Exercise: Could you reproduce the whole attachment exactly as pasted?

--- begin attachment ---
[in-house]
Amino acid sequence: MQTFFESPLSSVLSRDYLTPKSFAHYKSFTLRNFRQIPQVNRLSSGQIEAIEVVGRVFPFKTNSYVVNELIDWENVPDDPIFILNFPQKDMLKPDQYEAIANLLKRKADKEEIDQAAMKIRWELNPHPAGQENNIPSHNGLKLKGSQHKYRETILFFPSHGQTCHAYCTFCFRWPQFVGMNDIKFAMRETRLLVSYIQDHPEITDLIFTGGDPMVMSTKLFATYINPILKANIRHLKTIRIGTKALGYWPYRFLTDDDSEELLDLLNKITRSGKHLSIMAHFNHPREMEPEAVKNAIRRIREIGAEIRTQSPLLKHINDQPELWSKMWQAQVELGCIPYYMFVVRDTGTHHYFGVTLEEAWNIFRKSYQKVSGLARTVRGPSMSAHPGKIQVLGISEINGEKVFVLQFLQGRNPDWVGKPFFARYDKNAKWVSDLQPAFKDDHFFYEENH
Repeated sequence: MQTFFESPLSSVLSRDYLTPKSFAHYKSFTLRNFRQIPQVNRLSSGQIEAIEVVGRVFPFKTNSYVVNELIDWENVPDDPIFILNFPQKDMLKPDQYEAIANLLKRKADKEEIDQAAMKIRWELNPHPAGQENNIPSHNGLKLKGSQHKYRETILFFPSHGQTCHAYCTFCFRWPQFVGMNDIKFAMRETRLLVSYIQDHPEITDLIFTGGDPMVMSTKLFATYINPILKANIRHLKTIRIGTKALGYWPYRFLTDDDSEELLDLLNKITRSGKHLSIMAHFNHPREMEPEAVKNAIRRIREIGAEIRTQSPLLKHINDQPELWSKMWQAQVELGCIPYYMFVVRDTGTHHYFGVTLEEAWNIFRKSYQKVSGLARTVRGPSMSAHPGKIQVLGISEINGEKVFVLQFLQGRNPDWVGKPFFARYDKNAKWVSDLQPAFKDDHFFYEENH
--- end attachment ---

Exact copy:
[in-house]
Amino acid sequence: MQTFFESPLSSVLSRDYLTPKSFAHYKSFTLRNFRQIPQVNRLSSGQIEAIEVVGRVFPFKTNSYVVNELIDWENVPDDPIFILNFPQKDMLKPDQYEAIANLLKRKADKEEIDQAAMKIRWELNPHPAGQENNIPSHNGLKLKGSQHKYRETILFFPSHGQTCHAYCTFCFRWPQFVGMNDIKFAMRETRLLVSYIQDHPEITDLIFTGGDPMVMSTKLFATYINPILKANIRHLKTIRIGTKALGYWPYRFLTDDDSEELLDLLNKITRSGKHLSIMAHFNHPREMEPEAVKNAIRRIREIGAEIRTQSPLLKHINDQPELWSKMWQAQVELGCIPYYMFVVRDTGTHHYFGVTLEEAWNIFRKSYQKVSGLARTVRGPSMSAHPGKIQVLGISEINGEKVFVLQFLQGRNPDWVGKPFFARYDKNAKWVSDLQPAFKDDHFFYEENH
Repeated sequence: MQTFFESPLSSVLSRDYLTPKSFAHYKSFTLRNFRQIPQVNRLSSGQIEAIEVVGRVFPFKTNSYVVNELIDWENVPDDPIFILNFPQKDMLKPDQYEAIANLLKRKADKEEIDQAAMKIRWELNPHPAGQENNIPSHNGLKLKGSQHKYRETILFFPSHGQTCHAYCTFCFRWPQFVGMNDIKFAMRETRLLVSYIQDHPEITDLIFTGGDPMVMSTKLFATYINPILKANIRHLKTIRIGTKALGYWPYRFLTDDDSEELLDLLNKITRSGKHLSIMAHFNHPREMEPEAVKNAIRRIREIGAEIRTQSPLLKHINDQPELWSKMWQAQVELGCIPYYMFVVRDTGTHHYFGVTLEEAWNIFRKSYQKVSGLARTVRGPSMSAHPGKIQVLGISEINGEKVFVLQFLQGRNPDWVGKPFFARYDKNAKWVSDLQPAFKDDHFFYEENH